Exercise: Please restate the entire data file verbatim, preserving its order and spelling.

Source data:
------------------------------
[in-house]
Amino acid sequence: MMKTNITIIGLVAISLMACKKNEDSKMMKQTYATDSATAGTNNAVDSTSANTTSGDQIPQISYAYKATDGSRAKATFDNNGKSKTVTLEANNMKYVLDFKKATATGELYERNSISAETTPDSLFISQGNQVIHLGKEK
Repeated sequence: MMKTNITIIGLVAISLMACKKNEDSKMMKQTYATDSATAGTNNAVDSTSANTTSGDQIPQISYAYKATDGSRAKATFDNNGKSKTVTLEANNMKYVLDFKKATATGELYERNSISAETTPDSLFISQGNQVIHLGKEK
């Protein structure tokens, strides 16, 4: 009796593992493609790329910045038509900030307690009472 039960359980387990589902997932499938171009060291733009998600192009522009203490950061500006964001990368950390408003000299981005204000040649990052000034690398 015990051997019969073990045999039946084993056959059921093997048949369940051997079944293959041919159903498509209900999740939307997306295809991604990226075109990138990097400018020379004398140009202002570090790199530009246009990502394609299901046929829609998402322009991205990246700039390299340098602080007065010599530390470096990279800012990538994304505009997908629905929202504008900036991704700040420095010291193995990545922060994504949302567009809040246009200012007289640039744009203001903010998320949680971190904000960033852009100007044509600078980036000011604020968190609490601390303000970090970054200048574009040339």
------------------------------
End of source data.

[in-house]
Amino acid sequence: MMKTNITIIGLVAISLMACKKNEDSKMMKQTYATDSATAGTNNAVDSTSANTTSGDQIPQISYAYKATDGSRAKATFDNNGKSKTVTLEANNMKYVLDFKKATATGELYERNSISAETTPDSLFISQGNQVIHLGKEK
Repeated sequence: MMKTNITIIGLVAISLMACKKNEDSKMMKQTYATDSATAGTNNAVDSTSANTTSGDQIPQISYAYKATDGSRAKATFDNNGKSKTVTLEANNMKYVLDFKKATATGELYERNSISAETTPDSLFISQGNQVIHLGKEK
């Protein structure tokens, strides 16, 4: 009796593992493609790329910045038509900030307690009472 039960359980387990589902997932499938171009060291733009998600192009522009203490950061500006964001990368950390408003000299981005204000040649990052000034690398 015990051997019969073990045999039946084993056959059921093997048949369940051997079944293959041919159903498509209900999740939307997306295809991604990226075109990138990097400018020379004398140009202002570090790199530009246009990502394609299901046929829609998402322009991205990246700039390299340098602080007065010599530390470096990279800012990538994304505009997908629905929202504008900036991704700040420095010291193995990545922060994504949302567009809040246009200012007289640039744009203001903010998320949680971190904000960033852009100007044509600078980036000011604020968190609490601390303000970090970054200048574009040339």